About an hour and a half southwest of Kochi city by car, there's a little town, Nakatosa, along the major road on the coast called the 56. Nakatosa is a fishing town positioned in the middle of a small bay with mountains and hills all around. On top of a hill above Nakatosa's fishing wharf and the Pacific ocean is Ryokan/onsen called Kuroshio Honjin.
Named after the Kuroshio current, the current that comes up from the South Pacific and keeps Kochi's waters so warm, Kuroshio Honjin is an idyllic location for enjoying some of Kochi's many pleasures—great local food, beautiful scenery, and the relaxation the slow paced life has to offer.
Kuroshio Honjin is a beautiful, Japanese style modern building. If busy, the onsen may get crowded fairly quickly as it is not that large, but I've never seen it busy on my three visits. While soaking in the hot salty water of the rotenburo, the outdoor bath, the Pacific Ocean is just beyond the ledge creating the impression that perhaps the world is your bath.
If you stay the night here, the best thing to do is get up early the next morning at about 5:30 and head to the bath. From there, you can watch the sunrise while all of the local fishermen bring in their morning catches in boats that seem to silently glide above the water.
As with many ryokan like this, staying the night is a little more expensive than most travelers want to pay on a continued basis along their trip. If you've got the budget, though, Kuroshio Honjin is one where you'll want to stay.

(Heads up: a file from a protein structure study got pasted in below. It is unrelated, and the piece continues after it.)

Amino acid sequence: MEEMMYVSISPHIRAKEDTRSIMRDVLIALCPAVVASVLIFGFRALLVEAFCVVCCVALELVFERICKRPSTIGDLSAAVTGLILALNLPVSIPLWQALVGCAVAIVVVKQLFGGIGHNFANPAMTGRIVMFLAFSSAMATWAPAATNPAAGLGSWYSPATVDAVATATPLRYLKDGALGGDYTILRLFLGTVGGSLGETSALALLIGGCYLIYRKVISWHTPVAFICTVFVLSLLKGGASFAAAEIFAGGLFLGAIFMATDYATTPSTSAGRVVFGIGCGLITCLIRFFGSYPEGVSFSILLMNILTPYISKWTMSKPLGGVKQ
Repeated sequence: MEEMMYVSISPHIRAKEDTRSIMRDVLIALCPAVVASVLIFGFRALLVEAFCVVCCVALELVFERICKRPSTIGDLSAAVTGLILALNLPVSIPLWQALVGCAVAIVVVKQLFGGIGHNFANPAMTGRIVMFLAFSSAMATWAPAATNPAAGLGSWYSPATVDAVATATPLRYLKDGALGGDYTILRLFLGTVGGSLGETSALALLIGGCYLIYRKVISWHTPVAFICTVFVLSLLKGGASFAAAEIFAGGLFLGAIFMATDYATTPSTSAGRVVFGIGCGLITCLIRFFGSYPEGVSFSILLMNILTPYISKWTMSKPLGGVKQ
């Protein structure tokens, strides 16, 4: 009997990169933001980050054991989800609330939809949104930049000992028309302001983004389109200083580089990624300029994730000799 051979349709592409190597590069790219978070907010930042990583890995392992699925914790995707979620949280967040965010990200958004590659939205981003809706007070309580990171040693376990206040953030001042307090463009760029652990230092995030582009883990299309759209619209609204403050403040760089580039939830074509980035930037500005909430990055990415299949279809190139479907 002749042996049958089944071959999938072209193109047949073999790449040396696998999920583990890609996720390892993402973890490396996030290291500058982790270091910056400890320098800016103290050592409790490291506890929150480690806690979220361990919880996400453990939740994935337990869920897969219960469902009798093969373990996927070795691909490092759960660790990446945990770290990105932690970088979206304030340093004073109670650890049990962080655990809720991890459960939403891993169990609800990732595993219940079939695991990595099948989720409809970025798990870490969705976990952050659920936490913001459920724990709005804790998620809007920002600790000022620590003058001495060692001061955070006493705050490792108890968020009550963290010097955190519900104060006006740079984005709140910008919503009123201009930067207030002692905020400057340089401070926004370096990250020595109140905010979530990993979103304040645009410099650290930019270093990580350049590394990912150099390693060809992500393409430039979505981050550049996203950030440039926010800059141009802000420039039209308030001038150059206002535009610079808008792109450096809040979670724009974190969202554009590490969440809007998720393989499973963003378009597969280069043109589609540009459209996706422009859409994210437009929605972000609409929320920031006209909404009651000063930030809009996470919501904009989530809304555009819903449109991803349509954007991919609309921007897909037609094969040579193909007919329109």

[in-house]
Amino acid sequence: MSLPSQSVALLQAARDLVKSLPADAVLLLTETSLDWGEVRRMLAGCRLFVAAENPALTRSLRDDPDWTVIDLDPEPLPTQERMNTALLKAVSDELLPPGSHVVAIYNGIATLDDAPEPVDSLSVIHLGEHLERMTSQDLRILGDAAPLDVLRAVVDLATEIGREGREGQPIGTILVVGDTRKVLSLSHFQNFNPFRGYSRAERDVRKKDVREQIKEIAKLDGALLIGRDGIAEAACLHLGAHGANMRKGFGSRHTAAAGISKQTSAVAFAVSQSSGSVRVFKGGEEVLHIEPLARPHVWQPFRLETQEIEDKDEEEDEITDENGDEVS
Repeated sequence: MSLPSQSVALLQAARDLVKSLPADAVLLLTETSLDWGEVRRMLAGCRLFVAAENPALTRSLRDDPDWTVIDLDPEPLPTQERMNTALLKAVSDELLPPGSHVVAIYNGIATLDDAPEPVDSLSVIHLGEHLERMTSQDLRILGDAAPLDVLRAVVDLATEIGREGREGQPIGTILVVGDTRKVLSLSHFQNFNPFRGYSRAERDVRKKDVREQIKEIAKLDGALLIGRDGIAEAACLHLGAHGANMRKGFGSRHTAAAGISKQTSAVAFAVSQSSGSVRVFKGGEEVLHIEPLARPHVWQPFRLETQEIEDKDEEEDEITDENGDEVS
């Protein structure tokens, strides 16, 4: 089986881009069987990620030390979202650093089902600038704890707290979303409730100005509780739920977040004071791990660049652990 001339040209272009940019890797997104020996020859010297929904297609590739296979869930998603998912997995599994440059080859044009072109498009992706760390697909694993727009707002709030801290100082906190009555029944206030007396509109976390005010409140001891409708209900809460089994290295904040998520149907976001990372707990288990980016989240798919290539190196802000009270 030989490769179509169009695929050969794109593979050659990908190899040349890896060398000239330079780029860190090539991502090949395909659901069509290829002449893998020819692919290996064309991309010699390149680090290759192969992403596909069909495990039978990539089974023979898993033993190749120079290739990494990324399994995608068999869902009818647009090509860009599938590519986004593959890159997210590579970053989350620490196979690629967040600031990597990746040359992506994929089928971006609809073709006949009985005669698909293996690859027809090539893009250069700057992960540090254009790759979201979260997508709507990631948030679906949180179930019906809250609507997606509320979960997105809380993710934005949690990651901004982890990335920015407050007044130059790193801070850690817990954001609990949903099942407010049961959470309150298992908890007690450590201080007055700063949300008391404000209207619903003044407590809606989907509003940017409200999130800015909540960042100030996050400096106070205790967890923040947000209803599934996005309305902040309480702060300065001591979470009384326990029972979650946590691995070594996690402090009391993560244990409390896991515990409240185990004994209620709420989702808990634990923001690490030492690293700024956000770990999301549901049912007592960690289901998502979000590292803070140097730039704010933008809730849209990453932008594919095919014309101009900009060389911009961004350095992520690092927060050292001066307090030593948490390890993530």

You'll have two options to choose from when selecting a room. You can either stay in the beautiful Japanese rooms with tatami mats, or up the hill a ways to stay in one of the cute wooden cottages. For two staying on a weekend or public holiday, the Japanese room with dinner and breakfast included will cost you about 16,800 yen per person. If you decide to stay in a cottage, it will be 14,700 yen per person. Weekdays are a little cheaper, and probably less crowded, so try to aim for that if your schedule is flexible.
When I stayed, we chose to stay in a cottage. I'm personally glad we did because the view is amazing, especially at sunrise as you have a large deck attached to the cottage. However, the cottages are separated from the parking lot and the main building by a fairly steep slope that you'll have to walk up and down several times. If you're tired of walking up and down slopes, the inside rooms are probably a better option for you.
Dinner and breakfast are included (cottage stayers have the option to not have it included, but it only saves you about 2000 per person). If you've never stayed at a place like this before you might not realize what 'meals included' actually means—something more like a feast. In fact, if you were paying for the meals separately, it costs about 6300 yen a person.
Take a look at the photos below to get an idea of some of what is included in the dinner. It is a multiple course meal that highlights several locally caught or grown foods—katsuo no tataki, seared bonito tuna, for one. The vegetables were also outstanding. The only thing to remember is that alcohol and any other specialty drink are separate from the included price.
You are free to get in the bath as many times as you like before checkout at 10:00a.m., so take the opportunity to watch the sunset and sunrise from the bath.
If you choose not to stay at Kuroshi Honjin, I still recommed stopping by for a rejuvinating bath and, quite literally, soak in the beautiful view at the very least.